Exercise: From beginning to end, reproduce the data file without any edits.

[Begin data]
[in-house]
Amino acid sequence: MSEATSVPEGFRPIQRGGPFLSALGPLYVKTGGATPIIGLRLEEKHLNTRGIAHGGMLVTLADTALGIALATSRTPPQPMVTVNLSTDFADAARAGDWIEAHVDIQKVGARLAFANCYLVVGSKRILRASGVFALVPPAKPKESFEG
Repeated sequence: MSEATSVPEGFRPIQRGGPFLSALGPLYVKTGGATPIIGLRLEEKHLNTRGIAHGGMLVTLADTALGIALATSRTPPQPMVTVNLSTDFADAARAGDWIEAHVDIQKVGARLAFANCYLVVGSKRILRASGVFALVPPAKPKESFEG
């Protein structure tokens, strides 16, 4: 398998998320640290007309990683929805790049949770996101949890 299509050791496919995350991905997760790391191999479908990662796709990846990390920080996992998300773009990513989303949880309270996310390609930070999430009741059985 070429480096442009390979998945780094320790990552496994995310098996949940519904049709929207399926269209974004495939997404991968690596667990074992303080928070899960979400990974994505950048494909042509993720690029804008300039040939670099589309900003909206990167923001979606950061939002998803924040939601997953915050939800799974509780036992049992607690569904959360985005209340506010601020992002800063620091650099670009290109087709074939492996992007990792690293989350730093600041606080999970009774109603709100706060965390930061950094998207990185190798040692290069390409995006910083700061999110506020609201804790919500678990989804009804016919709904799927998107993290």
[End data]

[in-house]
Amino acid sequence: MSEATSVPEGFRPIQRGGPFLSALGPLYVKTGGATPIIGLRLEEKHLNTRGIAHGGMLVTLADTALGIALATSRTPPQPMVTVNLSTDFADAARAGDWIEAHVDIQKVGARLAFANCYLVVGSKRILRASGVFALVPPAKPKESFEG
Repeated sequence: MSEATSVPEGFRPIQRGGPFLSALGPLYVKTGGATPIIGLRLEEKHLNTRGIAHGGMLVTLADTALGIALATSRTPPQPMVTVNLSTDFADAARAGDWIEAHVDIQKVGARLAFANCYLVVGSKRILRASGVFALVPPAKPKESFEG
């Protein structure tokens, strides 16, 4: 398998998320640290007309990683929805790049949770996101949890 299509050791496919995350991905997760790391191999479908990662796709990846990390920080996992998300773009990513989303949880309270996310390609930070999430009741059985 070429480096442009390979998945780094320790990552496994995310098996949940519904049709929207399926269209974004495939997404991968690596667990074992303080928070899960979400990974994505950048494909042509993720690029804008300039040939670099589309900003909206990167923001979606950061939002998803924040939601997953915050939800799974509780036992049992607690569904959360985005209340506010601020992002800063620091650099670009290109087709074939492996992007990792690293989350730093600041606080999970009774109603709100706060965390930061950094998207990185190798040692290069390409995006910083700061999110506020609201804790919500678990989804009804016919709904799927998107993290």